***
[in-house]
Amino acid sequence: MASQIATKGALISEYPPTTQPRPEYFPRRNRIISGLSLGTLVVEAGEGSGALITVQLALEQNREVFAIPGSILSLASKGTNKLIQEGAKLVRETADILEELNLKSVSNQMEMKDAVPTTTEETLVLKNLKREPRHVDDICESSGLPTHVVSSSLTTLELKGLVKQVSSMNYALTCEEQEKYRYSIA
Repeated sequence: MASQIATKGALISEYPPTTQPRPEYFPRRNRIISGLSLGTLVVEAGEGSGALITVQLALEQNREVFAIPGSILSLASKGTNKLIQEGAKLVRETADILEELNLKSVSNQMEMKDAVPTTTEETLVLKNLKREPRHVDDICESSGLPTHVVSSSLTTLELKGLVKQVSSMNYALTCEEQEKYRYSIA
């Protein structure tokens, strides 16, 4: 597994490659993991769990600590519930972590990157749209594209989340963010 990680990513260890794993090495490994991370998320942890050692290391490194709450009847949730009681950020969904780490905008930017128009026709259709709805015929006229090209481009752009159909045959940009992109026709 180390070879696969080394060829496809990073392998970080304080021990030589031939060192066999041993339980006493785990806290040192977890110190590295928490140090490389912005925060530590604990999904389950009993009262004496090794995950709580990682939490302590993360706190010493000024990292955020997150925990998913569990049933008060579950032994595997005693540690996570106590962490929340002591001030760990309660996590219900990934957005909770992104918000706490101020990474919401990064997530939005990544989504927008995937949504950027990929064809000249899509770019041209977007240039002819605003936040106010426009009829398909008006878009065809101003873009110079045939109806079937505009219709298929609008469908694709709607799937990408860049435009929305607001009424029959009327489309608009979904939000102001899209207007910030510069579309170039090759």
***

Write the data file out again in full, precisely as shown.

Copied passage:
[in-house]
Amino acid sequence: MASQIATKGALISEYPPTTQPRPEYFPRRNRIISGLSLGTLVVEAGEGSGALITVQLALEQNREVFAIPGSILSLASKGTNKLIQEGAKLVRETADILEELNLKSVSNQMEMKDAVPTTTEETLVLKNLKREPRHVDDICESSGLPTHVVSSSLTTLELKGLVKQVSSMNYALTCEEQEKYRYSIA
Repeated sequence: MASQIATKGALISEYPPTTQPRPEYFPRRNRIISGLSLGTLVVEAGEGSGALITVQLALEQNREVFAIPGSILSLASKGTNKLIQEGAKLVRETADILEELNLKSVSNQMEMKDAVPTTTEETLVLKNLKREPRHVDDICESSGLPTHVVSSSLTTLELKGLVKQVSSMNYALTCEEQEKYRYSIA
């Protein structure tokens, strides 16, 4: 597994490659993991769990600590519930972590990157749209594209989340963010 990680990513260890794993090495490994991370998320942890050692290391490194709450009847949730009681950020969904780490905008930017128009026709259709709805015929006229090209481009752009159909045959940009992109026709 180390070879696969080394060829496809990073392998970080304080021990030589031939060192066999041993339980006493785990806290040192977890110190590295928490140090490389912005925060530590604990999904389950009993009262004496090794995950709580990682939490302590993360706190010493000024990292955020997150925990998913569990049933008060579950032994595997005693540690996570106590962490929340002591001030760990309660996590219900990934957005909770992104918000706490101020990474919401990064997530939005990544989504927008995937949504950027990929064809000249899509770019041209977007240039002819605003936040106010426009009829398909008006878009065809101003873009110079045939109806079937505009219709298929609008469908694709709607799937990408860049435009929305607001009424029959009327489309608009979904939000102001899209207007910030510069579309170039090759």